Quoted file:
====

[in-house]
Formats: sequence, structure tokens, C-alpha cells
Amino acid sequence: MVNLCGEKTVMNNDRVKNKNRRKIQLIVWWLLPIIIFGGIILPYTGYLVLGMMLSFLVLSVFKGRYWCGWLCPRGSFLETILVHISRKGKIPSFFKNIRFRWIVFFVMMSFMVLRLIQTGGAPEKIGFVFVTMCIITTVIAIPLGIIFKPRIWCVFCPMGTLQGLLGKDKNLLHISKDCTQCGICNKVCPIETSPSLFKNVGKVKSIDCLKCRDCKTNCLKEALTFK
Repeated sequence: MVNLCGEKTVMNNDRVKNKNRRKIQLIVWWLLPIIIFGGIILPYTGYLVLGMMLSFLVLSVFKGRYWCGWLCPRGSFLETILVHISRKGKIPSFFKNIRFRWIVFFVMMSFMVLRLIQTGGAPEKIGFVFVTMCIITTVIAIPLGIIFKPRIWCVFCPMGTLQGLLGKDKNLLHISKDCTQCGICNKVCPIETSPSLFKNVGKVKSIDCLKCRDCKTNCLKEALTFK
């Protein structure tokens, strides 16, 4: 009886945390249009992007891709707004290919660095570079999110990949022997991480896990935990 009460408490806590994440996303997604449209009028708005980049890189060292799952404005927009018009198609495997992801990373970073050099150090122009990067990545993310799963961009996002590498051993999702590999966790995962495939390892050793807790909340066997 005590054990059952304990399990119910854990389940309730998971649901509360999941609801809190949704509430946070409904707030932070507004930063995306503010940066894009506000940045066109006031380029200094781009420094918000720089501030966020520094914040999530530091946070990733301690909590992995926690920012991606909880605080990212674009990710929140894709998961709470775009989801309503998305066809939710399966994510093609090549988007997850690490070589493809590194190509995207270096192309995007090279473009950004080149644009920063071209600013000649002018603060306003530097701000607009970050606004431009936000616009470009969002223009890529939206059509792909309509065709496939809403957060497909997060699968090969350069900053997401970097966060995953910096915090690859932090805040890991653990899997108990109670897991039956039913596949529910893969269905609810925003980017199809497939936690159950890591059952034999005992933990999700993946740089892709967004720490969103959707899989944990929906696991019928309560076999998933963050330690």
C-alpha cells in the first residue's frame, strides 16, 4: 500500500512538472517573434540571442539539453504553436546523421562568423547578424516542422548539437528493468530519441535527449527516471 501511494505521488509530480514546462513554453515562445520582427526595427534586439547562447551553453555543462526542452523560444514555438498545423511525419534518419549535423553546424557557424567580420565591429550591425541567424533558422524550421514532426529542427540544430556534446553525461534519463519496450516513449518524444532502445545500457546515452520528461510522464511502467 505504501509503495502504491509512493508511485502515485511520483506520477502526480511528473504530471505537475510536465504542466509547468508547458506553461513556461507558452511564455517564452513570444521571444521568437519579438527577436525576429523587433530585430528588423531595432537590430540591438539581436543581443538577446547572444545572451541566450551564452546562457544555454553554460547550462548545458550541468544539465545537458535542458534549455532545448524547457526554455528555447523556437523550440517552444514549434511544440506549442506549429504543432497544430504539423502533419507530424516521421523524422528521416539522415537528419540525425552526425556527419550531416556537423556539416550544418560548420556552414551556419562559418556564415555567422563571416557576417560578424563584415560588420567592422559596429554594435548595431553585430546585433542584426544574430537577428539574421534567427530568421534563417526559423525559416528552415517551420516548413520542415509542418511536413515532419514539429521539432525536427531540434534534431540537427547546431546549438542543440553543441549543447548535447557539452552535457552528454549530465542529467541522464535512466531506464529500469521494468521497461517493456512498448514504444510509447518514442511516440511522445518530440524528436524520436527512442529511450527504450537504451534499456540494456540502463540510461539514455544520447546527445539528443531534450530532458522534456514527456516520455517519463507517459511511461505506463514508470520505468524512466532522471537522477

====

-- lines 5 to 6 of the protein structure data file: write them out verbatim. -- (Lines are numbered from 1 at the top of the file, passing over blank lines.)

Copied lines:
């Protein structure tokens, strides 16, 4: 009886945390249009992007891709707004290919660095570079999110990949022997991480896990935990 009460408490806590994440996303997604449209009028708005980049890189060292799952404005927009018009198609495997992801990373970073050099150090122009990067990545993310799963961009996002590498051993999702590999966790995962495939390892050793807790909340066997 005590054990059952304990399990119910854990389940309730998971649901509360999941609801809190949704509430946070409904707030932070507004930063995306503010940066894009506000940045066109006031380029200094781009420094918000720089501030966020520094914040999530530091946070990733301690909590992995926690920012991606909880605080990212674009990710929140894709998961709470775009989801309503998305066809939710399966994510093609090549988007997850690490070589493809590194190509995207270096192309995007090279473009950004080149644009920063071209600013000649002018603060306003530097701000607009970050606004431009936000616009470009969002223009890529939206059509792909309509065709496939809403957060497909997060699968090969350069900053997401970097966060995953910096915090690859932090805040890991653990899997108990109670897991039956039913596949529910893969269905609810925003980017199809497939936690159950890591059952034999005992933990999700993946740089892709967004720490969103959707899989944990929906696991019928309560076999998933963050330690």
C-alpha cells in the first residue's frame, strides 16, 4: 500500500512538472517573434540571442539539453504553436546523421562568423547578424516542422548539437528493468530519441535527449527516471 501511494505521488509530480514546462513554453515562445520582427526595427534586439547562447551553453555543462526542452523560444514555438498545423511525419534518419549535423553546424557557424567580420565591429550591425541567424533558422524550421514532426529542427540544430556534446553525461534519463519496450516513449518524444532502445545500457546515452520528461510522464511502467 505504501509503495502504491509512493508511485502515485511520483506520477502526480511528473504530471505537475510536465504542466509547468508547458506553461513556461507558452511564455517564452513570444521571444521568437519579438527577436525576429523587433530585430528588423531595432537590430540591438539581436543581443538577446547572444545572451541566450551564452546562457544555454553554460547550462548545458550541468544539465545537458535542458534549455532545448524547457526554455528555447523556437523550440517552444514549434511544440506549442506549429504543432497544430504539423502533419507530424516521421523524422528521416539522415537528419540525425552526425556527419550531416556537423556539416550544418560548420556552414551556419562559418556564415555567422563571416557576417560578424563584415560588420567592422559596429554594435548595431553585430546585433542584426544574430537577428539574421534567427530568421534563417526559423525559416528552415517551420516548413520542415509542418511536413515532419514539429521539432525536427531540434534534431540537427547546431546549438542543440553543441549543447548535447557539452552535457552528454549530465542529467541522464535512466531506464529500469521494468521497461517493456512498448514504444510509447518514442511516440511522445518530440524528436524520436527512442529511450527504450537504451534499456540494456540502463540510461539514455544520447546527445539528443531534450530532458522534456514527456516520455517519463507517459511511461505506463514508470520505468524512466532522471537522477